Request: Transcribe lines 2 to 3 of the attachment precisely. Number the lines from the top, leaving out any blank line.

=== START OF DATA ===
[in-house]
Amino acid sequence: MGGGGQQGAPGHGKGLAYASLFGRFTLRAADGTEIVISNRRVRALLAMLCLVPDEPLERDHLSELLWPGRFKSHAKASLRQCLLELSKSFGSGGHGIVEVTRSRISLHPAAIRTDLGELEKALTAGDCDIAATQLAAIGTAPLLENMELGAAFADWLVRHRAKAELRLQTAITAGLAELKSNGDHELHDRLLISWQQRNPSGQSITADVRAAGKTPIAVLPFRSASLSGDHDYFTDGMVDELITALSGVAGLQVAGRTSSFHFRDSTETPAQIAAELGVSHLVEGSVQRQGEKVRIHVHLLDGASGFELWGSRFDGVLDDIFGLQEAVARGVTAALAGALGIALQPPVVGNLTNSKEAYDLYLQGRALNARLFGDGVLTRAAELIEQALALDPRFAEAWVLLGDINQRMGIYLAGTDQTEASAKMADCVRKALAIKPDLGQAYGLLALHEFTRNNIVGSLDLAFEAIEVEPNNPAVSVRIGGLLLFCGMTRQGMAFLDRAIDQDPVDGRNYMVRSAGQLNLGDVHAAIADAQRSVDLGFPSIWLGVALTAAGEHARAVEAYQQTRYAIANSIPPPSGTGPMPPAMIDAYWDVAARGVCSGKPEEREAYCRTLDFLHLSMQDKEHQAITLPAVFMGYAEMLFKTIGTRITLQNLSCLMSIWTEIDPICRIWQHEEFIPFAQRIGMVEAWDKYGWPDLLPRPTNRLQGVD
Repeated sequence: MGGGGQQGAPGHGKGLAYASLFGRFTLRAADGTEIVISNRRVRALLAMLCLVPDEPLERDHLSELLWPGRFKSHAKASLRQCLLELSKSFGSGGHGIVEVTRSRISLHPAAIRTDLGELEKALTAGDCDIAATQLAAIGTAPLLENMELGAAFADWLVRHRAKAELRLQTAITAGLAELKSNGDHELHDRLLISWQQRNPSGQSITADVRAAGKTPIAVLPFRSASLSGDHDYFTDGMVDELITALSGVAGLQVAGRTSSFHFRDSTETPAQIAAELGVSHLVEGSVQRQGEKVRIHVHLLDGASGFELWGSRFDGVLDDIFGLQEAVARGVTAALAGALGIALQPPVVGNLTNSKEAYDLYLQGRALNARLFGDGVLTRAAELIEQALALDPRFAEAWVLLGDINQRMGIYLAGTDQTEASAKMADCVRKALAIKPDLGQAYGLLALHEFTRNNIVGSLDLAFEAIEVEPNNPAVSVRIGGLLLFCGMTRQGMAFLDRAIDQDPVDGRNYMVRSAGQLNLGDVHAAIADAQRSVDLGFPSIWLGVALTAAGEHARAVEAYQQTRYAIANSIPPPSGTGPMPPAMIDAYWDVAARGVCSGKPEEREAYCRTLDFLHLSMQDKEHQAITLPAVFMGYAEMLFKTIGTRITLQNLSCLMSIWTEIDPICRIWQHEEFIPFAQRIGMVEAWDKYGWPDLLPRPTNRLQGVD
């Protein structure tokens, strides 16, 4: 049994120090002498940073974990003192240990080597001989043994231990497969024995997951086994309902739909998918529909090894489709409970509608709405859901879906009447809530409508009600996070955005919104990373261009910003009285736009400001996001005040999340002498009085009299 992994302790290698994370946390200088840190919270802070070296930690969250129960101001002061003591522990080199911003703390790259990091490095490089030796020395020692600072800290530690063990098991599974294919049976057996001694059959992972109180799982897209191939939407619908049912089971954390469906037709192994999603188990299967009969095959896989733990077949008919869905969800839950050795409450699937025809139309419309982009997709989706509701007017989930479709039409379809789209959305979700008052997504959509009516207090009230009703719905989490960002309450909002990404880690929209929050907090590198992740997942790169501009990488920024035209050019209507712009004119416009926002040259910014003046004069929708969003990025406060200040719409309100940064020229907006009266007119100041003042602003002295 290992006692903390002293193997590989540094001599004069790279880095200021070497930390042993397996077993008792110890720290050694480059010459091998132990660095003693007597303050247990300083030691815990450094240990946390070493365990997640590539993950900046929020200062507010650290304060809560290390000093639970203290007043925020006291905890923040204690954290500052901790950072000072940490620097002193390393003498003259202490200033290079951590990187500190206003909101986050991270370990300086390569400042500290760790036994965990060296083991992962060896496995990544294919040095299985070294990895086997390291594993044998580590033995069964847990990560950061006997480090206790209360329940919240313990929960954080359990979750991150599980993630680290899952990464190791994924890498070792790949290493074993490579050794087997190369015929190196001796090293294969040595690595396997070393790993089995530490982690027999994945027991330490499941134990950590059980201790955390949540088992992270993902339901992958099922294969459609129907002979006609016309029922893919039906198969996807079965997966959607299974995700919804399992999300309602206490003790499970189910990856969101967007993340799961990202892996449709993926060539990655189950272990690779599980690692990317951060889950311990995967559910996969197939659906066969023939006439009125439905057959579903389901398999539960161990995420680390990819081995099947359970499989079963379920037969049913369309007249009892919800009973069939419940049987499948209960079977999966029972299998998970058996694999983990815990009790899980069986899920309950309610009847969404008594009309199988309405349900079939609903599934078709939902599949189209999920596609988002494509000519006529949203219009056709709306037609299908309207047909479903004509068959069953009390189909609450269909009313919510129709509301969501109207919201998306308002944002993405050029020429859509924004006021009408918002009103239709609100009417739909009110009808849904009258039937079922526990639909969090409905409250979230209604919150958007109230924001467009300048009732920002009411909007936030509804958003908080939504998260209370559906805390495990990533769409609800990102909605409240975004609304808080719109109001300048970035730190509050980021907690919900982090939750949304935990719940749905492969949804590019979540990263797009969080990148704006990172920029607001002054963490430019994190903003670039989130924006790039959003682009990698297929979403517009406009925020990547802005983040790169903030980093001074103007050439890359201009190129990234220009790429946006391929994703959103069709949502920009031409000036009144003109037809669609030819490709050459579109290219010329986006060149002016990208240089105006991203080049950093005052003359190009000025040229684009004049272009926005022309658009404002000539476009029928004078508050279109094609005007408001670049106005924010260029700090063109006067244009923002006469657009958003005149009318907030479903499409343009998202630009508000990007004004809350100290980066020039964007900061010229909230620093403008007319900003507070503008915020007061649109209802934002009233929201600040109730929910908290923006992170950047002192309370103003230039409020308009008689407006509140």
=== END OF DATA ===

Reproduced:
Amino acid sequence: MGGGGQQGAPGHGKGLAYASLFGRFTLRAADGTEIVISNRRVRALLAMLCLVPDEPLERDHLSELLWPGRFKSHAKASLRQCLLELSKSFGSGGHGIVEVTRSRISLHPAAIRTDLGELEKALTAGDCDIAATQLAAIGTAPLLENMELGAAFADWLVRHRAKAELRLQTAITAGLAELKSNGDHELHDRLLISWQQRNPSGQSITADVRAAGKTPIAVLPFRSASLSGDHDYFTDGMVDELITALSGVAGLQVAGRTSSFHFRDSTETPAQIAAELGVSHLVEGSVQRQGEKVRIHVHLLDGASGFELWGSRFDGVLDDIFGLQEAVARGVTAALAGALGIALQPPVVGNLTNSKEAYDLYLQGRALNARLFGDGVLTRAAELIEQALALDPRFAEAWVLLGDINQRMGIYLAGTDQTEASAKMADCVRKALAIKPDLGQAYGLLALHEFTRNNIVGSLDLAFEAIEVEPNNPAVSVRIGGLLLFCGMTRQGMAFLDRAIDQDPVDGRNYMVRSAGQLNLGDVHAAIADAQRSVDLGFPSIWLGVALTAAGEHARAVEAYQQTRYAIANSIPPPSGTGPMPPAMIDAYWDVAARGVCSGKPEEREAYCRTLDFLHLSMQDKEHQAITLPAVFMGYAEMLFKTIGTRITLQNLSCLMSIWTEIDPICRIWQHEEFIPFAQRIGMVEAWDKYGWPDLLPRPTNRLQGVD
Repeated sequence: MGGGGQQGAPGHGKGLAYASLFGRFTLRAADGTEIVISNRRVRALLAMLCLVPDEPLERDHLSELLWPGRFKSHAKASLRQCLLELSKSFGSGGHGIVEVTRSRISLHPAAIRTDLGELEKALTAGDCDIAATQLAAIGTAPLLENMELGAAFADWLVRHRAKAELRLQTAITAGLAELKSNGDHELHDRLLISWQQRNPSGQSITADVRAAGKTPIAVLPFRSASLSGDHDYFTDGMVDELITALSGVAGLQVAGRTSSFHFRDSTETPAQIAAELGVSHLVEGSVQRQGEKVRIHVHLLDGASGFELWGSRFDGVLDDIFGLQEAVARGVTAALAGALGIALQPPVVGNLTNSKEAYDLYLQGRALNARLFGDGVLTRAAELIEQALALDPRFAEAWVLLGDINQRMGIYLAGTDQTEASAKMADCVRKALAIKPDLGQAYGLLALHEFTRNNIVGSLDLAFEAIEVEPNNPAVSVRIGGLLLFCGMTRQGMAFLDRAIDQDPVDGRNYMVRSAGQLNLGDVHAAIADAQRSVDLGFPSIWLGVALTAAGEHARAVEAYQQTRYAIANSIPPPSGTGPMPPAMIDAYWDVAARGVCSGKPEEREAYCRTLDFLHLSMQDKEHQAITLPAVFMGYAEMLFKTIGTRITLQNLSCLMSIWTEIDPICRIWQHEEFIPFAQRIGMVEAWDKYGWPDLLPRPTNRLQGVD